/The Tell: Does central-bank stimulus mean ‘the end of stock market corrections’?

The Tell: Does central-bank stimulus mean ‘the end of stock market corrections’?

Major stock-market indexes remain within shouting distance of all-time highs at the same time that investors are buying up corporate and sovereign debt, extending an “everything rally” that has been a noteworthy characteristic of financial markets in 2019.

The S&P 500 index

SPX, +1.09%

has risen more than 16% so far this year, while the iShares Core U.S. Aggregate Bond Index

AGG, -0.33%

 , which tracks highly rated U.S. bonds, has risen 6.7% and the yield on the 10-year U.S. Treasury note

TMUBMUSD10Y, +0.00%

has tumbled 43% to about 1.53%.

Torsten Slok, chief economist at Deutsche Bank Securities, said he finds this state of affairs curious, given that low bond yields appear to indicate investor unease about the state of the global economy at the same time that survey data from the Institute for Supply Management reflect weakening manufacturing and services sectors.

“Normally the business cycle is the key driver of asset prices. … But not at the moment,” Slok wrote in a Tuesday note to clients. “How can the S&P 500 be so high and credit spreads so tight when rates markets are so worried about the growth outlook and therefore the corporate earnings outlook?”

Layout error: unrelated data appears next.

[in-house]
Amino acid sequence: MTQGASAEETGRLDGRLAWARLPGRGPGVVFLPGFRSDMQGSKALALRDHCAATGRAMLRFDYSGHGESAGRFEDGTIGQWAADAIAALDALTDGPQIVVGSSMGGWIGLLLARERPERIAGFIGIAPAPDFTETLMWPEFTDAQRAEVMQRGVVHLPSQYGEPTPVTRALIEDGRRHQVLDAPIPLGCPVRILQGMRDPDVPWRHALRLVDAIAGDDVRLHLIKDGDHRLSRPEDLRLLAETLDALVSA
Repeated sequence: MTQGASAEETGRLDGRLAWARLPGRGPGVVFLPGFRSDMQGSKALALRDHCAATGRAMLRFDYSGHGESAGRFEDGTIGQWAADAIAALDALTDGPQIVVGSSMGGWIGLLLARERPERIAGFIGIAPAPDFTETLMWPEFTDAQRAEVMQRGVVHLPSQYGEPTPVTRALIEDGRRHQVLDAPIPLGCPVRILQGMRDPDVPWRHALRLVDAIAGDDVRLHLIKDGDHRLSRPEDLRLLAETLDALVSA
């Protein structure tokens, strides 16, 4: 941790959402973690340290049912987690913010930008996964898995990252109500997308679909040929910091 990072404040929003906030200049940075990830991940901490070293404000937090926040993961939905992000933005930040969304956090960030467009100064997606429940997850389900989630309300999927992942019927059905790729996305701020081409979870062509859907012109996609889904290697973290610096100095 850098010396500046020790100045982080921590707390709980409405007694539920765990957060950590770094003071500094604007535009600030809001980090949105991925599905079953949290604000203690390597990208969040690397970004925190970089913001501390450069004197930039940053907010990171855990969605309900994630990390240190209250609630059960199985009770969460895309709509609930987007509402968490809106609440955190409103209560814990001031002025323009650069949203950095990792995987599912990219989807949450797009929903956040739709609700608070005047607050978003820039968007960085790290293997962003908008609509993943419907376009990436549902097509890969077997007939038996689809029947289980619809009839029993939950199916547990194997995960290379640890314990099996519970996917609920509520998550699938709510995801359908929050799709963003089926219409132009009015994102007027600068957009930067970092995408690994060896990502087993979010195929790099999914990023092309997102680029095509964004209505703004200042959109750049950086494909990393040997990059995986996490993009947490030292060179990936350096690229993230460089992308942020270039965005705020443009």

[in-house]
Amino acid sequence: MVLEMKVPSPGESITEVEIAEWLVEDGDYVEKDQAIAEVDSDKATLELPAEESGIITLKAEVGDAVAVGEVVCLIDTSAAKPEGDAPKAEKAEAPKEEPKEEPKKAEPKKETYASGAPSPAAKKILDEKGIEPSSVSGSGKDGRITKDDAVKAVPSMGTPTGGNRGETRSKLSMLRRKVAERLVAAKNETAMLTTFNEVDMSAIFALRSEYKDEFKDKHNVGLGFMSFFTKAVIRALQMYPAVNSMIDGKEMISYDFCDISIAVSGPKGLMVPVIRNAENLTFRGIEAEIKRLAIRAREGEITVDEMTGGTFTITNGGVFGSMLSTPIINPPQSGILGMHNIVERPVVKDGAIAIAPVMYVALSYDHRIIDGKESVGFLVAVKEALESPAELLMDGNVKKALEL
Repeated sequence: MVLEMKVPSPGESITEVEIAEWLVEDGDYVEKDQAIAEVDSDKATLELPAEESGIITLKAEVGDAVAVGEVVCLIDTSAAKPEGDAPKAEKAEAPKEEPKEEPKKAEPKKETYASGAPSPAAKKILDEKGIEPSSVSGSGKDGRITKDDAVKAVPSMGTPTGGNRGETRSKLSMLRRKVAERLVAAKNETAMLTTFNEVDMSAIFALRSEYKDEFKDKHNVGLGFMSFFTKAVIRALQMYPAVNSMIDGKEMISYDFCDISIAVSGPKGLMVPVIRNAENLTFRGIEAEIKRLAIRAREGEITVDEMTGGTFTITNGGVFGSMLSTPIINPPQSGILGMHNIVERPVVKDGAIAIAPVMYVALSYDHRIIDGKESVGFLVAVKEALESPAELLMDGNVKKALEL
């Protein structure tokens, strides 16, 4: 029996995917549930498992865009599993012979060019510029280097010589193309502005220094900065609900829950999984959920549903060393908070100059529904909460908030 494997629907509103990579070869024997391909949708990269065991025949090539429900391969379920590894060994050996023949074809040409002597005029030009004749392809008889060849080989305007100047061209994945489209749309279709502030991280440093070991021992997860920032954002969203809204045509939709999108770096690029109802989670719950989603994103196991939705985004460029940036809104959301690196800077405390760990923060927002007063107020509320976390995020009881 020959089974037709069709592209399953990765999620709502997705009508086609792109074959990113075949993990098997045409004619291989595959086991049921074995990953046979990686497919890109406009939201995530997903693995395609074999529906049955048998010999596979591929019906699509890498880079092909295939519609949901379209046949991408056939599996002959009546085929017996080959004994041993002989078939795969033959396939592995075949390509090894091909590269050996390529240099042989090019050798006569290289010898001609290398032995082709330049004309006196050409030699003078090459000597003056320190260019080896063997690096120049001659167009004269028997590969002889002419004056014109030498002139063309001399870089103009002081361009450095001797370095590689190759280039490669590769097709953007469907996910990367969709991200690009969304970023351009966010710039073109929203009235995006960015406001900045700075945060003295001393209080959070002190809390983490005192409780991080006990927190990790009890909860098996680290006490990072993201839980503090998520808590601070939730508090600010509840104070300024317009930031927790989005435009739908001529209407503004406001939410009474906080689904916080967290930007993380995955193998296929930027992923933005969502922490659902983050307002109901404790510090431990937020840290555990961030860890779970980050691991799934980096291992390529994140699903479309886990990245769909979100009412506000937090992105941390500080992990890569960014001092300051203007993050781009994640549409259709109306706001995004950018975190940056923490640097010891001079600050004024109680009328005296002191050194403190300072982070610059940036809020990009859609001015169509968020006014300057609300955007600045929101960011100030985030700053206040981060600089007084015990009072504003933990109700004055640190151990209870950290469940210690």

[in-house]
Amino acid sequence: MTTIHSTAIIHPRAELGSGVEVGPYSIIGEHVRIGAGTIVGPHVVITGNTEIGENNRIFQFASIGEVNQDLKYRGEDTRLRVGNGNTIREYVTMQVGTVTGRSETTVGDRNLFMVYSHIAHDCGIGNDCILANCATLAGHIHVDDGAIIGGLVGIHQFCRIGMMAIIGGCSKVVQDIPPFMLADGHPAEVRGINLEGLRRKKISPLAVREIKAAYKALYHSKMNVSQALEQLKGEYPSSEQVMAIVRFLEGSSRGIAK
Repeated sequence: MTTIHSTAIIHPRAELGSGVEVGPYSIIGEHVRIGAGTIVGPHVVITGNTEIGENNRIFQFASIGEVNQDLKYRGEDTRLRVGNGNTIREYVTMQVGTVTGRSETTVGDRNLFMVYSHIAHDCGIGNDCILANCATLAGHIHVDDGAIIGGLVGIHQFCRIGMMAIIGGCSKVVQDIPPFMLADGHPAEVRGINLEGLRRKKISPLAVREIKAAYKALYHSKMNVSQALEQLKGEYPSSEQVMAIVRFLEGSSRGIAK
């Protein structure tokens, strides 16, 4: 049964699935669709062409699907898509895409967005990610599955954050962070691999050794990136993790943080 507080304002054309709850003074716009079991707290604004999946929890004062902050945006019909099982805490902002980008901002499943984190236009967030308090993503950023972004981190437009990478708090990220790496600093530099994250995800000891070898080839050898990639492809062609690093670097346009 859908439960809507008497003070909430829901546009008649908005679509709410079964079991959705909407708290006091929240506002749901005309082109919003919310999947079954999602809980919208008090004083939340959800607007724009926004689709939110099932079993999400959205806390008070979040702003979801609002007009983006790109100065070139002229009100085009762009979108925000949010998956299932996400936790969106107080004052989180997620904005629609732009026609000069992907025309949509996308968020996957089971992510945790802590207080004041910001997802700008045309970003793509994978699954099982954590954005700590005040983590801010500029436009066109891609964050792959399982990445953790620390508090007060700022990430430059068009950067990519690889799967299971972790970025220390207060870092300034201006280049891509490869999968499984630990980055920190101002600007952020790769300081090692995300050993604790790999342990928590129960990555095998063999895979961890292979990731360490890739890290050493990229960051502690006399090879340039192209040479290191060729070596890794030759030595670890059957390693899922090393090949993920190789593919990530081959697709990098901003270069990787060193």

“Perhaps the answer is that equity and credit markets are no longer driven by fundamentals, but instead by [the Federal Reserve] and [European Central Bank’s] promises of lower rates, more dovish forward guidance” and open-ended bond purchases known as quantitative easing (QE), he posited.

The Federal Reserve decided to cut interest rates for the second time in as many meetings on Sept. 18, and the European Central Bank cut a key benchmark rate further into negative territory and relaunched its quantitative-easing program one week before. On Tuesday, Federal Reserve Chairman Jerome Powell indicated that the central bank would once again begin expanding its balance sheet by increasing purchases of shorter-term U.S. government debt.

“Put differently, we may have gotten to a point where investors ignore fundamentals because central banks will always step in with more QE and easy money to limit any widening of credit spreads and declines in the stock market,” Slok added. In short, because of unlimited central bank safety nets … S&P 500 may not decline, and credit spreads may not widen next time we enter a recession.”

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